The government’s COVID-19 contact-tracing application for smartphones has been temporarily shelved again to address a glitch that is preventing users from entering critical information to send out alerts.
After infected users enter their individual reference numbers issued by health authorities, the app is supposed to notify people who had close contact with them. The health ministry confirmed Friday that the app does not recognize the numbers even when entered, impeding the notification process.
The app was suspended Saturday and is not expected to be back in operation until the coming week. It will still keep track of contact history but won’t be able to send alerts.
Friday’s announcement marks the second time the application, named Cocoa (contact-confirming application), has run into problems since it was launched on June 19.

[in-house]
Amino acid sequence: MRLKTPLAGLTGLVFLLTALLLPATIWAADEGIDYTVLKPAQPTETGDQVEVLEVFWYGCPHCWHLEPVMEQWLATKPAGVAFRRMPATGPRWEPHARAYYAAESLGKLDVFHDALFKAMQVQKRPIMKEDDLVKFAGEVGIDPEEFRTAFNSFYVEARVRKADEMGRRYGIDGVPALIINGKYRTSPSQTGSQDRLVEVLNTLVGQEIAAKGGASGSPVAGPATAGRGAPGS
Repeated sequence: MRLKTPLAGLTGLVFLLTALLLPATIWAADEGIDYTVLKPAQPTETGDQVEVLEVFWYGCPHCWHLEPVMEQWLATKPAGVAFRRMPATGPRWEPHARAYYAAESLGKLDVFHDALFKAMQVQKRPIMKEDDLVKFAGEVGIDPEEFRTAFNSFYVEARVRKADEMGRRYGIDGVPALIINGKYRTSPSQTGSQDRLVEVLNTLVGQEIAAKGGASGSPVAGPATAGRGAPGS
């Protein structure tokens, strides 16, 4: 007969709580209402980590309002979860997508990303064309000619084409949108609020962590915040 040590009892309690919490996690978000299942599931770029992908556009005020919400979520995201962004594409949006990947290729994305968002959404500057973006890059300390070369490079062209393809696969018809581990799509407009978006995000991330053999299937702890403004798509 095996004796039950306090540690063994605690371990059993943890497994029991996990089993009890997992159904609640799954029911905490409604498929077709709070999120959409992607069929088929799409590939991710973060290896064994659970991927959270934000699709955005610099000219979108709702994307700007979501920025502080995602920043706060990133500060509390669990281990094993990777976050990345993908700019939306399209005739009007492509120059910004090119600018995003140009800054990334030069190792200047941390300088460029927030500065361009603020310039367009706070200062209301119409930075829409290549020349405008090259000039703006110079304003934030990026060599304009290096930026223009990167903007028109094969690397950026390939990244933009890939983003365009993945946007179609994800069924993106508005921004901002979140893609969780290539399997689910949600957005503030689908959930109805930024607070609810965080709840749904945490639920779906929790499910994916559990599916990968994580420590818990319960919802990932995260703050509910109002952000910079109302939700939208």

The first glitch, revealed four days after launch, also involved the reference numbers. The health ministry said at that time that the app was accidentally accepting numbers other than those issued by authorities but did not send out any false alerts. The notification setting was restored on July 3.
As of Friday, the app had been downloaded about 6.48 million times for Apple and Android devices.
The app uses Bluetooth to log interactions among users if they come within a meter or less of each other for at least 15 minutes. The data is deleted after 14 days, roughly matching the incubation period for COVID-19.
If Cocoa users confirmed as infected enter their reference numbers, those who have been in close contact will be automatically notified, which would lead to more testing and facilitate contact tracing. Government officials say Japan’s coronavirus case count has been kept relatively low because of aggressive contract tracing. Officials hope the app will boost these efforts.
To alleviate privacy concerns, users do not need to register any personal information, including name or phone number, when entering their individual reference numbers.
Singapore, the United Kingdom and France have also rolled out contract-tracing apps.
As of Friday, nearly 21,200 people in Japan had been infected with COVID-19 and over 980 had died from it.
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